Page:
Majority of Hispanics in U.S. no longer Catholic, new study finds

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A new study shows that the percentage of Catholics in the United States has fallen from nearly one-in-four to one-in-five, with the added news that Hispanics in America are no longer majority-Catholic.

The Pew Research Centre survey released Oct. 17 noted that in general, religious practice in the country has declined at a “rapid pace.”

Based on telephone surveys conducted in 2018-2019, Pew found that 65% of Americans now call themselves Christian, down 12% points from a decade ago; in addition, those having no religion – describing themselves as atheist, agnostic or “nothing in particular” – are now 26% of the population, up from 17% a decade ago.

Self-described Protestants went from 77 to 65% in that time period; Catholics went from 23% to 20%. Although Catholic leaders might feel some comfort knowing they aren’t experiencing the same sort of decline as Protestants, they must be worried by the large number of Hispanic Catholics leaving the Church.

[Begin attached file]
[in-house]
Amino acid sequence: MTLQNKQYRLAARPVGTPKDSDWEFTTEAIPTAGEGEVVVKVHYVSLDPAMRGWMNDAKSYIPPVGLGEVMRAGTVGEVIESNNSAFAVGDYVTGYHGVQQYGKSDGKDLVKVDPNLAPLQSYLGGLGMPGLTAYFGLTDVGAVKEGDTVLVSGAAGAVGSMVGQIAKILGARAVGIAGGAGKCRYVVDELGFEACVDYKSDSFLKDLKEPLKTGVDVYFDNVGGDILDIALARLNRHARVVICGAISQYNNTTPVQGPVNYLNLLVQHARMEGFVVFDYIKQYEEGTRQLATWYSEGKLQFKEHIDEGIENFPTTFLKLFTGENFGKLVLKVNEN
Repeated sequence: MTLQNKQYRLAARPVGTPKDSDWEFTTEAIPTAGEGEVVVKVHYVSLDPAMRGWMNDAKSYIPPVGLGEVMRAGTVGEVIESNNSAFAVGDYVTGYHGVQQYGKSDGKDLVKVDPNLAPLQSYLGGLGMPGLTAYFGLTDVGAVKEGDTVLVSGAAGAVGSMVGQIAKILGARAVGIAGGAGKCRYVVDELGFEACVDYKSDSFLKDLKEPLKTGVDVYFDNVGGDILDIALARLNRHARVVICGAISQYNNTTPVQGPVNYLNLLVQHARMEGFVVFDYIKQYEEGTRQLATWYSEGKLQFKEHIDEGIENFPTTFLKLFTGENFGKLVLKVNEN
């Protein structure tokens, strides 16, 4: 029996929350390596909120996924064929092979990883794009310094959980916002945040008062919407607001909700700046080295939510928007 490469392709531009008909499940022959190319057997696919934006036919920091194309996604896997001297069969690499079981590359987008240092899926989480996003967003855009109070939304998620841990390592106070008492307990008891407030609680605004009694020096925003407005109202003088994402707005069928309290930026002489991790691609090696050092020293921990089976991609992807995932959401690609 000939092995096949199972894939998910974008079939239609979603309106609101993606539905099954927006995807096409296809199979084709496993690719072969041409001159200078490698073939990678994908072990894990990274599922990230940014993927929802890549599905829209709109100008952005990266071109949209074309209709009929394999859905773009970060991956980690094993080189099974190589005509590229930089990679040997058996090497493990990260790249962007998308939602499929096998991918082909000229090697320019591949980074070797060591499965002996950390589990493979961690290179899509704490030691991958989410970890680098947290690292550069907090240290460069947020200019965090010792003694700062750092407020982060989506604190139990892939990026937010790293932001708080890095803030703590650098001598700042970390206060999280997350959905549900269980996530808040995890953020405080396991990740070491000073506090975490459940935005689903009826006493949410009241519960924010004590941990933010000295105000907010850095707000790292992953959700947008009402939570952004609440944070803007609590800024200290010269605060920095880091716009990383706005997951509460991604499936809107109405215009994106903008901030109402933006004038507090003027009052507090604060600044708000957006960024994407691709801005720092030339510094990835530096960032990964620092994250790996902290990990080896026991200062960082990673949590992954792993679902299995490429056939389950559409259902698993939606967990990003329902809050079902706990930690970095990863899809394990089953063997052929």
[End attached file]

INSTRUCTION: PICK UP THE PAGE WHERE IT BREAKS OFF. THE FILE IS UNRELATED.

In 2009, 57% of Hispanics called themselves Catholic; it was only 47% in 2019. Only a small percentage of that can be attributed to joining other churches or religions – the number of Hispanics identifying as Protestant only rose from 23 in 2009 to 26% in 2017 (although the 2019 data showed 24% the earlier survey is probably more thorough); and the number describing themselves as belonging to non-Christian religions rose from 1 percent to 3%. However, those describing themselves as atheist, agnostic or “nothing in particular” increased from 16 to 23%.

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